As shown in Figure 5, the transcription level of IiYUC6 was upregulated compared with the results in root when normalized with TUB4. Similar expression patterns were observed when normalized by TUB4 combined with APT3. When normalized with APT3, the expression level of IiYUC6 was still upregulated in most of the tissues except for stem, but the difference was not apparent. However, downregulation of the transcription level of IiYUC6 was noted in stem, leaf and root when normalized with RPL15, and similar expression patterns were also observed when normalized with APT3 and RPL15. In addition, the highest expression level occurred for IiYUC6 in fruit when normalized with the most stable reference genes, including TUB4, APT3, and RPL15 or their pairwise combinations. In contrast, when normalized with the least stable reference genes of ACT7 or UBC22, the expression profiles were more variable, with obvious downregulated expression levels in different tissues compared with the root sample. In conclusion, similar expression levels of the target gene were obtained when normalized with RPL15, APT3, and TUB4. However, when unstable reference genes including ACT7 and UBC22 were used, the relative expression level was underestimated, which might lead to a biased result. Hence, the analysis results of expression patterns on IiYUC6 revealed that the candidate reference gene selection was feasible and credible.
FIGURE 5. Relative expression levels of IiYUC6 in different tissues (root, stem, leaf, flower, and fruit) were normalized using different reference genes or a combination including the three most stable (TUB4, APT3, and RPL15) and two least stable genes (ACT7 and UBC22). Error bars show the mean standard error calculated from three biological replicates. The statistical level was assessed with ∗P < 0.05, ∗∗P < 0.01, and ∗∗∗P < 0.001.
Currently, qRT-PCR plays an important role in quantifying gene expression level because of its sensitivity, specificity, reproducibility and accuracy (Bustin, 2002; Bustin et al., 2005; Nolan et al., 2006). To obtain reliable results, the appropriate reference gene must be selected, which is a key factor in assessing the expression level of the target gene by qRT-PCR. In previous studies, certain traditional reference genes were selected and validated for different samples and various experimental conditions in certain species (Kumar et al., 2011), such as in Arabidopsis thaliana (Czechowski et al., 2005; Dekkers et al., 2012), Salvia miltiorrhiza (Yang et al., 2010), Glycine max (Jian et al., 2008; Libault et al., 2008), Brachiaria grass (Silveira et al., 2009), Cucumis sativus (Wan et al., 2010), etc. Until now, no systematic study was available on the reliable reference gene selection and validation for qRT-PCR normalization in I. indigotica. Previously, 18S rRNA (Hu et al., 2015), IiActin (Han et al., 2013; Li Q. et al., 2014; Dong et al., 2015; Han, 2015) and Ubiquitin (Chen et al., 2015) had been used as internal control genes to normalize the target gene (IiFeSOD, IiHCT, IiGGPPS1, and selected relative genes involved in biosynthesis of lignans) expression levels in I. indigotica. However, it is well known that a universal reference gene does not exist. Therefore, it is important and necessary to select and validate the best suitable reference genes for target gene function research in I. indigotica.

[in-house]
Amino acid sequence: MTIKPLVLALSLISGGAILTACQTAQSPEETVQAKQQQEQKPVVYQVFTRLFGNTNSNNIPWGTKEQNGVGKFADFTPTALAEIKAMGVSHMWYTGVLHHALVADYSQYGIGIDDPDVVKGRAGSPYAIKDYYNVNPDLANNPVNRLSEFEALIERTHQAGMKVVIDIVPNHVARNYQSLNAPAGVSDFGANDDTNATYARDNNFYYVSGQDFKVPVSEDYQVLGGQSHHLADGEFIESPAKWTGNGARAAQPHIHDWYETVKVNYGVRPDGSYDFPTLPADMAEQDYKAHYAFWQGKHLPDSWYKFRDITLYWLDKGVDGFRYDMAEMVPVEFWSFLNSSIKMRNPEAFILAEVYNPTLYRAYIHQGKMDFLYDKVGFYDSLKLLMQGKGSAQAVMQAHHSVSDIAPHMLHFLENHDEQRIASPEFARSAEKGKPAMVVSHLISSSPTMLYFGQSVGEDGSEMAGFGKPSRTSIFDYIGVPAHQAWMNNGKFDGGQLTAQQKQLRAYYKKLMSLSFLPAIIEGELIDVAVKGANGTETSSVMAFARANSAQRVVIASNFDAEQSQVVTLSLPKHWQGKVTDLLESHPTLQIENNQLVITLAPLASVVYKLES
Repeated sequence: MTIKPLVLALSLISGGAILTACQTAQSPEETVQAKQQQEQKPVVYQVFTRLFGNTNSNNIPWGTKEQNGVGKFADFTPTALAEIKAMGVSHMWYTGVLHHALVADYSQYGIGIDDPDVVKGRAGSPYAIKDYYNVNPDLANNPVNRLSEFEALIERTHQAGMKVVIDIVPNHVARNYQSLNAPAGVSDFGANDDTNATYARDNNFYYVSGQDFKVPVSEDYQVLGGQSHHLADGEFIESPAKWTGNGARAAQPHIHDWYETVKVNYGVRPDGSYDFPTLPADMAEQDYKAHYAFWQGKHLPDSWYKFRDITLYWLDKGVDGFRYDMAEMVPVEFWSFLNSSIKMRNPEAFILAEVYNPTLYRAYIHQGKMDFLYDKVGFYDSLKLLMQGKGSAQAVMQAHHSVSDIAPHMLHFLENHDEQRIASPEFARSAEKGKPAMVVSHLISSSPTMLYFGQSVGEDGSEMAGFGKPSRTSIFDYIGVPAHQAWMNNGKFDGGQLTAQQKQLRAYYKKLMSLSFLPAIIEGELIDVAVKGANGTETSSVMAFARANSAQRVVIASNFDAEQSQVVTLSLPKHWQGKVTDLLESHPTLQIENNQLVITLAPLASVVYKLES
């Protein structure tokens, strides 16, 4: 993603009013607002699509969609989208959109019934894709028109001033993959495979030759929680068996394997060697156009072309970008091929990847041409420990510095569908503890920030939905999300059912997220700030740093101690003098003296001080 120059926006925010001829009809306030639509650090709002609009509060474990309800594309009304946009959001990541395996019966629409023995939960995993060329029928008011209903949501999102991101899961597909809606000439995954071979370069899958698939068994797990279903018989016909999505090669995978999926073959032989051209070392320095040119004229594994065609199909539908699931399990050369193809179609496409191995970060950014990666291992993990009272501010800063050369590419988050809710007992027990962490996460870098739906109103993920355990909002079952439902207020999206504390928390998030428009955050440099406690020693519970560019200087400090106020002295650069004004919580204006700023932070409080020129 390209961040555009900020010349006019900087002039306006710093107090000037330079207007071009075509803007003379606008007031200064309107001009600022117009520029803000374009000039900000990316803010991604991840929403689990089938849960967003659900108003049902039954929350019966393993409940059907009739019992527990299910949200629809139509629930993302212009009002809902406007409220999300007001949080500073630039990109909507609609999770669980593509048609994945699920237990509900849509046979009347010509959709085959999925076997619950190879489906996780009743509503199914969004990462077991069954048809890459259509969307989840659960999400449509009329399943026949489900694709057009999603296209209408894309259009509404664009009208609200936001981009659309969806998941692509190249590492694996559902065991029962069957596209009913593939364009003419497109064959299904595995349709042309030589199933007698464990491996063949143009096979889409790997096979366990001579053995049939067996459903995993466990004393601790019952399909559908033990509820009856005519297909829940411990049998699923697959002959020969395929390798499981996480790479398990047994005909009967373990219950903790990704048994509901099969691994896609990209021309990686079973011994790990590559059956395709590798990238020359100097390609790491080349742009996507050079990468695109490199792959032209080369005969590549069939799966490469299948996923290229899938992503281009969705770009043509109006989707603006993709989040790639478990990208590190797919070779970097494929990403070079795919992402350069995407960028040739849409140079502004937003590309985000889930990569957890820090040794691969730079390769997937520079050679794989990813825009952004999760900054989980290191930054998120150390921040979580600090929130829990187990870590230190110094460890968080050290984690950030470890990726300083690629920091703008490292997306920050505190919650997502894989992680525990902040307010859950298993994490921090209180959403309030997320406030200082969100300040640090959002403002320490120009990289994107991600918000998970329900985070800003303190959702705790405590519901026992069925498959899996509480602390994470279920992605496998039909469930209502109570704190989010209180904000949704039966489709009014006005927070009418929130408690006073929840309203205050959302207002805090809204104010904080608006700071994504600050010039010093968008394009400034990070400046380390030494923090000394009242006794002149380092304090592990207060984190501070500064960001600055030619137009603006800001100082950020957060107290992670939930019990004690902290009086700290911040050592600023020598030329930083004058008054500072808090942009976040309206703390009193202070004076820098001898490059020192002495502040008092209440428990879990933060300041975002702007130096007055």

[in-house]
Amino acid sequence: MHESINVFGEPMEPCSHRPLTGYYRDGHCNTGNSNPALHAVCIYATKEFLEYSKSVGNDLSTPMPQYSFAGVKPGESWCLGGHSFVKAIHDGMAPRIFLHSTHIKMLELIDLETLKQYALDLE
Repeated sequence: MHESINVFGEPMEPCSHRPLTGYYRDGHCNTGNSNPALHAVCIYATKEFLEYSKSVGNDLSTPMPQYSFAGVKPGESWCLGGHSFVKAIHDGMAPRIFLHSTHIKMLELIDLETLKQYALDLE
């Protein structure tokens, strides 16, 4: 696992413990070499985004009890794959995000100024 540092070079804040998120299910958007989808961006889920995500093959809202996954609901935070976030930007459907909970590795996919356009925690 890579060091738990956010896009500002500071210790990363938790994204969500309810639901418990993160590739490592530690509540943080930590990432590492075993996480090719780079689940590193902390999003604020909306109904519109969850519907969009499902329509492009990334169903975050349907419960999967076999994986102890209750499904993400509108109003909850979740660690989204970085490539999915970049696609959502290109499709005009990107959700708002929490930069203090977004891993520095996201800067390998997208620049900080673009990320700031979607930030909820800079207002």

RNA-seq is one of the most effective high-throughput sequencing methods, and the sequencing data can be used to explore the specific functional genes or candidate reference genes. For instance, suitable reference genes were selected and validated from the transcriptome data of Gentiana macrophylla (He et al., 2016), Fagopyrum esculentum (Demidenko et al., 2011), and Pinus massoniana (Chen et al., 2016). Therefore, the reported literature on the transcriptome information of I. indigotica (Chen et al., 2013; Tang et al., 2014; Chen et al., 2015; Zhou et al., 2015; Zhang L. et al., 2016), combined with our lab’s transcriptome data on this plant (unpublished), had well served as the effective resources for finding the candidate reference genes. In this work, 10 candidate reference genes were chosen, and their expression stabilities were validated for five different tissues and three abiotic stress treatments for qRT-PCR normalization.